Why Create a Power of Attorney?

Why Create a Power of Attorney?

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Estate planning is a plan that involves the creation of a few legal documents other than a will. These documents which helps enhance a typical estate plan that involves a will, are important. Some of these documents include a trust, beneficiary designation, letter of intent, power of attorney, health care directives, etc.

For the sake of this article, we’ll be considering a power of attorney. Aside from a will and a trust, a power of attorney is the next important legal document as far as estate planning is involved. But what makes this document important? Why do you need to create one? I’ll reveal that to you in this article.

What is a power of attorney?

A power of attorney is simply a legal document that gives an individual (attorney-in-fact or agent) the right to act on the behalf of another individual (principal).  A POA is in effect provided the principal is alive and can only be enacted by a principal who mentally ok.

Of course, you may think that appointing a power of attorney would strip the principal of the right to make crucial decisions on how he wants his assets to be used. However, this is not true as the power of attorney is only activated when the principal is no longer mentally capable of running his or her personal, legal, and financial affairs.

A POA form can be used to designate a power of attorney to represent a person and their affairs in many areas if they become unable to make decisions themselves.

Who should get a POA?

For individuals who travel a lot or are in the military and will be serving in other countries, a power of attorney document is an ideal option that could be considered. Other age groups should consider creating setting up this legal document are retirees or seniors.

Who should you designate as your agent?

When selecting an agent, or the individual who will be in charge of making those important decisions on your behalf, ensure that you choose wisely. This individual will have unlimited access to your finances, your home, and also, your health. When choosing an agent make sure you choose someone you can completely trust.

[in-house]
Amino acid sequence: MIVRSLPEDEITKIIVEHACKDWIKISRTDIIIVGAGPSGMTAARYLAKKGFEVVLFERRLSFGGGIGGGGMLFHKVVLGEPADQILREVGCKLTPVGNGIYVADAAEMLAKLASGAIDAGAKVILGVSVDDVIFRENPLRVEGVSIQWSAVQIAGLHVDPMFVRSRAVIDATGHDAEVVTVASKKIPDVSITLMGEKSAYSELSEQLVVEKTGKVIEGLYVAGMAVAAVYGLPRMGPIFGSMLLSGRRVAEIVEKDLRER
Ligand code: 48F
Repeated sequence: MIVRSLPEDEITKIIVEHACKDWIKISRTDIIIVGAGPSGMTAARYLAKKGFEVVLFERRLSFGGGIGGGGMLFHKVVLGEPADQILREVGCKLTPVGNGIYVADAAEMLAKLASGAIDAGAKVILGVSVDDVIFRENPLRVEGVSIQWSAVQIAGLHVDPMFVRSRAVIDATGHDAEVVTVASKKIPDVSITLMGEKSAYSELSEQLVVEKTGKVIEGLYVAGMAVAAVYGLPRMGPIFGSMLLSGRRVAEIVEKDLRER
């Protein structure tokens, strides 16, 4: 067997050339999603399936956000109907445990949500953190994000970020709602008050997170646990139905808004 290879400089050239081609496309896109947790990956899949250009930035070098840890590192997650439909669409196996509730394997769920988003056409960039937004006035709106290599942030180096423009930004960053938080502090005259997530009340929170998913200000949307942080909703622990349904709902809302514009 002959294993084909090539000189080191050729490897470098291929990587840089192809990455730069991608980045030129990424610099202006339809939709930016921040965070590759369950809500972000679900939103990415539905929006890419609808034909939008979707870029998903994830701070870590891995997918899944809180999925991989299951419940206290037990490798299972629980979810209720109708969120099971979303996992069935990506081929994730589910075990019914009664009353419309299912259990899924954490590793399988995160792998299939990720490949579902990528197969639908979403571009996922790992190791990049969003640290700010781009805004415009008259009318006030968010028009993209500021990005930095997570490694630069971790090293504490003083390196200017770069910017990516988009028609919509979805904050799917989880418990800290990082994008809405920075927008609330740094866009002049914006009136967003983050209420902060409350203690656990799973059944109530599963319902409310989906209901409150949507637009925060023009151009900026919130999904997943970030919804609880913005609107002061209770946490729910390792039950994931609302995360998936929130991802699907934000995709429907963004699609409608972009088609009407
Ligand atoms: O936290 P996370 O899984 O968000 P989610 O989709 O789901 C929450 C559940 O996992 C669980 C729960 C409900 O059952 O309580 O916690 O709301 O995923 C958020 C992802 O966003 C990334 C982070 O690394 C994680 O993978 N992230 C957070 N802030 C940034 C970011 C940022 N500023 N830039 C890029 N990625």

When will a POA take effect?

The power of attorney doesn’t take effect until the principal cannot make crucial decisions on his or her own, or if the principal is incapacitated. This can either be physical incapacitation or mental incapacitation. If it is physical incapacitation, the principal may be in coma. If it is mental incapacitation, the principal, is plagued with some kind of mental illness that has taking away his or her ability to think straight.

Importance of a Power of attorney?

As soon as you become incapacitated, your loved ones can’t simply make those crucial decisions for you because they are your relation. In the modern world we find ourselves, things don’t work that way. Without a POA, families may have to go through a lengthy, stressful process to make your decisions, which could ultimately affect you and your family.

In addition if you fail to designate someone, the court has the right to do so on your half if you become incapacitated and you have no say regarding who should be in charge.

Power of attorneys make it easier for you and your family. So, consider setting up a POA now to save you and your family the trouble later.

Need an Estate Planning Attorney?

An estate plan is best created with the help of an estate planning attorney. Our estate planning attorneys aren’t only experienced, they are versed in the estate laws of New York. These professionals will ensure that your estate is planned according to the laws of New York and according to your wishes.

Do you need to update your estate plan? Or do you need to draft or create any of the estate planning documents listed above? Don’t hesitate to contact our attorneys. They are good at what they do and can provide you with the best estate planning services.

DISCLAIMER: The information provided in this blog is for informational purposes only and should not be considered legal advice. The content of this blog may not reflect the most current legal developments. No attorney-client relationship is formed by reading this blog or contacting Morgan Legal Group.

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